It seems that international sanctions have not forced Moscow to abandon the idea of destroying Ukrainian sovereignty. It only changed the tactics, increasingly emphasizing that the war in the Donbass is an internal conflict, and Russia does not have anything to do with that. This is evidenced by the initiative of creation of the "Malorossia" state on the territory of Ukraine, announced in the Moscow-controlled Donetsk.
This idea, especially pronounced by Alexander Zakharchenko, whose words can rarely be taken seriously, seemed absurd at the first glance. But the very next day, Putin's assistant Vladislav Surkov clarified its meaning. A political technologist, close to Surkov, quoted him to a Russian news agency.
"The main thing here is that the Donbass is fighting not for the separation from Ukraine, but for its integrity, not for its part. That is, there is a civil war in Ukraine between people who see the future of their country in different ways", - Surkov allegedly stressed.
Surkov thinks that the aim of the "Zakharchenko's proposal" is "a broad intra-Ukrainian discussion" of this issue. And since it is "intra-Ukrainian", what sanctions can be imposed on Moscow? Moreover, even now, Russia sees its participation in Minsk talks not as a party to the conflict, but as an intermediary, the same as France and Germany. And the Minsk protocols do not really impose any obligations on Russia.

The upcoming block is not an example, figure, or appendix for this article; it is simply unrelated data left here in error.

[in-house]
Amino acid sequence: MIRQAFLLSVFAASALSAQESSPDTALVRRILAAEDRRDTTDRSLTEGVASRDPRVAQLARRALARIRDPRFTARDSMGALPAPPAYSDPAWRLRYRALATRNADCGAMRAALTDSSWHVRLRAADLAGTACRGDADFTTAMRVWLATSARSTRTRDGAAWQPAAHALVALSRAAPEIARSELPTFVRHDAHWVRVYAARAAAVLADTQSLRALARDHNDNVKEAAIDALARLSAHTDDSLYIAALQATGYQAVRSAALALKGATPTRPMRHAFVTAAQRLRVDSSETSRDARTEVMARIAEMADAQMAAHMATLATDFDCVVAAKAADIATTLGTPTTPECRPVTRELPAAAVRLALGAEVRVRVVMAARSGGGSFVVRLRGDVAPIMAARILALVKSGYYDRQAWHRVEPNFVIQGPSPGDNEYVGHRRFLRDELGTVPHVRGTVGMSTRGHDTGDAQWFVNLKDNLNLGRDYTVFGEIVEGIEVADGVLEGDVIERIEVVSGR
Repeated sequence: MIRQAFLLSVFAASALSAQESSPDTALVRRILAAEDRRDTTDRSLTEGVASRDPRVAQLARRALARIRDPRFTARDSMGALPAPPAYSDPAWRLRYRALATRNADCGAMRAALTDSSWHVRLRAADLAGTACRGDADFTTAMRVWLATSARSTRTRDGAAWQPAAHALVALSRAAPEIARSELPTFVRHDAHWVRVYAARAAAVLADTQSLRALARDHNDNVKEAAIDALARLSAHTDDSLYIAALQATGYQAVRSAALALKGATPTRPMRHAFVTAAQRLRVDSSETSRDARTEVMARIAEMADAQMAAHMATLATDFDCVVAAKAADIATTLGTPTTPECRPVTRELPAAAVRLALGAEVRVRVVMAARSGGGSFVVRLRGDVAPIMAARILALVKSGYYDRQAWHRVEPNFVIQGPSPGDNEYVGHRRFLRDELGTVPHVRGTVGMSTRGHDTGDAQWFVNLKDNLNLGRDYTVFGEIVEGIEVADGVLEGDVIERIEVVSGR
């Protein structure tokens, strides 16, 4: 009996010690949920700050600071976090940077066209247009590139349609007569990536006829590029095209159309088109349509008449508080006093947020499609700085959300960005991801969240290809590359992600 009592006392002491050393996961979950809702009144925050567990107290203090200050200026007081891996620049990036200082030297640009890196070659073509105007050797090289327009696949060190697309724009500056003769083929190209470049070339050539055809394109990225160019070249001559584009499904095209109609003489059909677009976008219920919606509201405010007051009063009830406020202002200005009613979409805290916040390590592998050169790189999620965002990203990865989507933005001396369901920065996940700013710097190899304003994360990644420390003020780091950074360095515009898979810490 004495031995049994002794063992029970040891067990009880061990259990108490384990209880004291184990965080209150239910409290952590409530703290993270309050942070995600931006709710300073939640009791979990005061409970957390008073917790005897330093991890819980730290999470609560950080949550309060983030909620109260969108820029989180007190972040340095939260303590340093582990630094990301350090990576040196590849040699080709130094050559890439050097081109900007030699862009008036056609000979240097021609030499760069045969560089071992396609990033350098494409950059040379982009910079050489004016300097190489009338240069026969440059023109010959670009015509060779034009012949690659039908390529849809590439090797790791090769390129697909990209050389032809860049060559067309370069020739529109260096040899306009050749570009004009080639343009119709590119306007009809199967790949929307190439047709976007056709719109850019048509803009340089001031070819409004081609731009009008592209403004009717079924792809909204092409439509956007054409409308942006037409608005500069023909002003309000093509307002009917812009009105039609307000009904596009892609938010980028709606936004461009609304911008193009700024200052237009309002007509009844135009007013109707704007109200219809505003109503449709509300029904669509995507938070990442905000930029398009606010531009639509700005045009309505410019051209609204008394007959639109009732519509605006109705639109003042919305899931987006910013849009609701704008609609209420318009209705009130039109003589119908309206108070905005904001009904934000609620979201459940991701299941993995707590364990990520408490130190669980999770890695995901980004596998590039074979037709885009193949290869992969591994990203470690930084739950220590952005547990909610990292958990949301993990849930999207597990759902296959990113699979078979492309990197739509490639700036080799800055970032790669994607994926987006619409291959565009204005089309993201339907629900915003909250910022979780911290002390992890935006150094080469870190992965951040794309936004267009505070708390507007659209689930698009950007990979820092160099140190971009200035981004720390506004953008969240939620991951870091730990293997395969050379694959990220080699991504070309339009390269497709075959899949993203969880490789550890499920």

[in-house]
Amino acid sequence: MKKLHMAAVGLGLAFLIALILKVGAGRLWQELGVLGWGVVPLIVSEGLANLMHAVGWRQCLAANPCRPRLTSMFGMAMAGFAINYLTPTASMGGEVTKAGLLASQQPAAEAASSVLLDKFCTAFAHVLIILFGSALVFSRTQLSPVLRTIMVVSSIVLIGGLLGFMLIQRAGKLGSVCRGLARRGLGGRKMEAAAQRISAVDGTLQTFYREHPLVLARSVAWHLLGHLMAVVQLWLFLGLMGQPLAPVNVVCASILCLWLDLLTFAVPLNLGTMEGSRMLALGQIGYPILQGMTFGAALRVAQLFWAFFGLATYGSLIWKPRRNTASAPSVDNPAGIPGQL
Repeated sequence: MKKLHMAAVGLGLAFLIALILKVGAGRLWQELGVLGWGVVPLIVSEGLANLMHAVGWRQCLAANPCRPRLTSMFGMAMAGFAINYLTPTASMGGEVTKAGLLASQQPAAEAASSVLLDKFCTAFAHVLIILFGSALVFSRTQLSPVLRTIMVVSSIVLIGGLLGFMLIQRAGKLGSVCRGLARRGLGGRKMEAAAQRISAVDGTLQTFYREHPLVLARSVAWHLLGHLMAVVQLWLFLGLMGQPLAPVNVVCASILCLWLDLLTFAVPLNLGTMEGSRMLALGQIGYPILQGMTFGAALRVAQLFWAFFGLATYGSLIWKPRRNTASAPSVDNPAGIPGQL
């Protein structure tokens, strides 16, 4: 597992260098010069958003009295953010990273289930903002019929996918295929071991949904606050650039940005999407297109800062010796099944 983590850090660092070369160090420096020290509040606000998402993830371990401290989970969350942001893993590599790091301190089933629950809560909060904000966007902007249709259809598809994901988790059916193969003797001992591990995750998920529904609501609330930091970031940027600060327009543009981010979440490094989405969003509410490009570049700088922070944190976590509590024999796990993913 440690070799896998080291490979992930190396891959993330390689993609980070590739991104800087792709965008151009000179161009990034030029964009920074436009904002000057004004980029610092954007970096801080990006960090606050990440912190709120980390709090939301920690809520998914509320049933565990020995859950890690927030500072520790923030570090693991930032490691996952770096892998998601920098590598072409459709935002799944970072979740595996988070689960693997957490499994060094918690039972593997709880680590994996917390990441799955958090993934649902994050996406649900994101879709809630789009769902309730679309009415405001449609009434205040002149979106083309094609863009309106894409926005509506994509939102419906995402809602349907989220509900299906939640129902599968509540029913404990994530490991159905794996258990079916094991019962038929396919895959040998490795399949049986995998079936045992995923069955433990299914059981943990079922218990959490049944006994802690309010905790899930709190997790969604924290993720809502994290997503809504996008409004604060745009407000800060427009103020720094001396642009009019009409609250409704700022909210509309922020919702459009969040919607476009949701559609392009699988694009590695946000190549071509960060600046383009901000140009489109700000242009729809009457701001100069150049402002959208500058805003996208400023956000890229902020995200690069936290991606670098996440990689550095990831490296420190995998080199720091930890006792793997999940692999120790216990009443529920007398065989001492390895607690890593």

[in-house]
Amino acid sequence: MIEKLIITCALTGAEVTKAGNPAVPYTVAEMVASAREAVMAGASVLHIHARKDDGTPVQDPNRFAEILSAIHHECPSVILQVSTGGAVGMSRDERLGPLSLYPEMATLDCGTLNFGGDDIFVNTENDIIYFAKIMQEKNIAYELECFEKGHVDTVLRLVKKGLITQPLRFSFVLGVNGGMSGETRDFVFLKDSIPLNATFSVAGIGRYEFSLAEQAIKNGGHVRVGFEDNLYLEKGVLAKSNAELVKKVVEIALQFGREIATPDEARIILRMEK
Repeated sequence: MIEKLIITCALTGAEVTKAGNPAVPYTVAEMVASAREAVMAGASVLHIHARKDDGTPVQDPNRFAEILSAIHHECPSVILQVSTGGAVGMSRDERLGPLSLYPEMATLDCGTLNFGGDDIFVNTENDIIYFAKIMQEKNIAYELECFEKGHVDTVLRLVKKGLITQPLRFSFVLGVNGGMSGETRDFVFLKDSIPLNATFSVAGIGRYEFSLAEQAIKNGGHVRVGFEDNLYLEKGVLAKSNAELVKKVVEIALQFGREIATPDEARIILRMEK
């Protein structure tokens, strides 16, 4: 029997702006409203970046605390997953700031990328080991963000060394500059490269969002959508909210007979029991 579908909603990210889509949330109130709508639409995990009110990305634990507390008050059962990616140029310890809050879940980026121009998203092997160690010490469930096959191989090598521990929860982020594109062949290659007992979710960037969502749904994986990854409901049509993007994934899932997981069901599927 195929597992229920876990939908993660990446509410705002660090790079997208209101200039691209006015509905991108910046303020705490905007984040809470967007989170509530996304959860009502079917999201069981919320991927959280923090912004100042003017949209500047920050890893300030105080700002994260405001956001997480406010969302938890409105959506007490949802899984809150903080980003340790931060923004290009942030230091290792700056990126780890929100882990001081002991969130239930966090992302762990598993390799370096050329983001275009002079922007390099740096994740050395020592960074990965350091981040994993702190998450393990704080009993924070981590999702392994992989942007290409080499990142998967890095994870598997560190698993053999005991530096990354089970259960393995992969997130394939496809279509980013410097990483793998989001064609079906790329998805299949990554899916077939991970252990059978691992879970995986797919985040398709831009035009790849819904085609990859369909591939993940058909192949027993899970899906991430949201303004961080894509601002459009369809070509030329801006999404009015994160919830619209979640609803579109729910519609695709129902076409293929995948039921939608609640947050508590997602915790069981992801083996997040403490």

"Malorossia" has quickly vanished from the media, but it marked the trend quite clearly - Moscow will try to make the puppet republics "independent" in any way. Either by the internal policy of Ukraine (if it is able to "shove" them back on its terms via Minsk talks), or their official recognition, if Minsk does not work. Both variants will become its mechanism of destabilization and disintegration of Ukraine.
And the Kremlin has less time for this, as the socio-economic and humanitarian situation in the occupied territory of Donbass continues to deteriorate. One can notice this even by a considerably reduced volume of gas consumption by the "nationalized" industry. The seized enterprises have not found markets for their products even five months after the introduction of the "external management". The authorities of the republics accuse the owner of the "nationalized" Ukrainian enterprises Rinat Akhmetov, against whom an organized propaganda campaign is being conducted in Donetsk and Luhansk.
And the same campaign has begun against internally displaced persons who return to their homes in the occupied territory. They are being accused of sabotage and wrecking, as well as discriminated when hiring. We can assume that this is not just an attempt to blame their blunders on someone, but also the interest in reducing the number of people that Russia now has to support in the territories under its control.
In conclusion, I will cite Alexander Zakharchenko's words while presenting the "Malorossia" state as an illustration of the sentiments that prevail on both sides of the front line: "it is the fourth year of the war and we all see that the situation has not just reached a deadlock, - it has reached a dead end"...
Serhiy Harmash, Centre for Research of Donbass Social Perspectives